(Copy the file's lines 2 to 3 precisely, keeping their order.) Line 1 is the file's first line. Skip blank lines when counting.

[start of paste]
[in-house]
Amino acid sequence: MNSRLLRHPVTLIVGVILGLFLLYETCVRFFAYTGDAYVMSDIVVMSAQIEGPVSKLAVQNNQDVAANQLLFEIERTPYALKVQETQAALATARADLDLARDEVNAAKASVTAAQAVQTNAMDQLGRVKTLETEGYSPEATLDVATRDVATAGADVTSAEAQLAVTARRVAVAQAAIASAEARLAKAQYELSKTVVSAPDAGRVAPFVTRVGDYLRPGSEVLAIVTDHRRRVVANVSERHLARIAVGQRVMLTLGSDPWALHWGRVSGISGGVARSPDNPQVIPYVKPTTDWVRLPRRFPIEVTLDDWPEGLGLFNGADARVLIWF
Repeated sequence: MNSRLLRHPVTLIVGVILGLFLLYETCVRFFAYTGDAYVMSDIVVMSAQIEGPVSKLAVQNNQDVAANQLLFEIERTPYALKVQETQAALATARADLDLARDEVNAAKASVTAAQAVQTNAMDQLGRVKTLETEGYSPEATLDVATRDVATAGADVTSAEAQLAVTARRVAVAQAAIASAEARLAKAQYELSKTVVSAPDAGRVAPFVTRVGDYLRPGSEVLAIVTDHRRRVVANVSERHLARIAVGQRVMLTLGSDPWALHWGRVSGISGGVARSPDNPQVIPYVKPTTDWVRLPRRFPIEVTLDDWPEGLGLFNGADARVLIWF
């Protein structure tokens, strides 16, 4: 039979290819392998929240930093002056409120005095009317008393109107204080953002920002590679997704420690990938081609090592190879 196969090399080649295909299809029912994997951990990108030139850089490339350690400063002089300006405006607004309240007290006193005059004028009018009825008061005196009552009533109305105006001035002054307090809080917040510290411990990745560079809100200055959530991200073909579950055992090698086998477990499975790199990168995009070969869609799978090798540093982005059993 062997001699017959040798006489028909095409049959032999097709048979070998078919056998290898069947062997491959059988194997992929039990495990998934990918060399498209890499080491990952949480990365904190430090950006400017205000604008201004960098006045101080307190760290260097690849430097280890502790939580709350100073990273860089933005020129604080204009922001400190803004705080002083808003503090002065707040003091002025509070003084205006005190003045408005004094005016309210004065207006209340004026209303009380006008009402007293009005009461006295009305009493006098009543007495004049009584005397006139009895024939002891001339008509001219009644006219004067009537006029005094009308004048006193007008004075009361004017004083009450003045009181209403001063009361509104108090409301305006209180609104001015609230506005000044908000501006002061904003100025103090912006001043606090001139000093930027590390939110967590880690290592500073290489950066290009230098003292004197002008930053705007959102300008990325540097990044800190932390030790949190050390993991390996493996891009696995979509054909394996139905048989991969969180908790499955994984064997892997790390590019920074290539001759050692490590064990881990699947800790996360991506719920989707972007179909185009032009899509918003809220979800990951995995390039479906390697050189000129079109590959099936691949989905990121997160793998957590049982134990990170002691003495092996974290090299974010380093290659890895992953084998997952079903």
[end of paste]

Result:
Amino acid sequence: MNSRLLRHPVTLIVGVILGLFLLYETCVRFFAYTGDAYVMSDIVVMSAQIEGPVSKLAVQNNQDVAANQLLFEIERTPYALKVQETQAALATARADLDLARDEVNAAKASVTAAQAVQTNAMDQLGRVKTLETEGYSPEATLDVATRDVATAGADVTSAEAQLAVTARRVAVAQAAIASAEARLAKAQYELSKTVVSAPDAGRVAPFVTRVGDYLRPGSEVLAIVTDHRRRVVANVSERHLARIAVGQRVMLTLGSDPWALHWGRVSGISGGVARSPDNPQVIPYVKPTTDWVRLPRRFPIEVTLDDWPEGLGLFNGADARVLIWF
Repeated sequence: MNSRLLRHPVTLIVGVILGLFLLYETCVRFFAYTGDAYVMSDIVVMSAQIEGPVSKLAVQNNQDVAANQLLFEIERTPYALKVQETQAALATARADLDLARDEVNAAKASVTAAQAVQTNAMDQLGRVKTLETEGYSPEATLDVATRDVATAGADVTSAEAQLAVTARRVAVAQAAIASAEARLAKAQYELSKTVVSAPDAGRVAPFVTRVGDYLRPGSEVLAIVTDHRRRVVANVSERHLARIAVGQRVMLTLGSDPWALHWGRVSGISGGVARSPDNPQVIPYVKPTTDWVRLPRRFPIEVTLDDWPEGLGLFNGADARVLIWF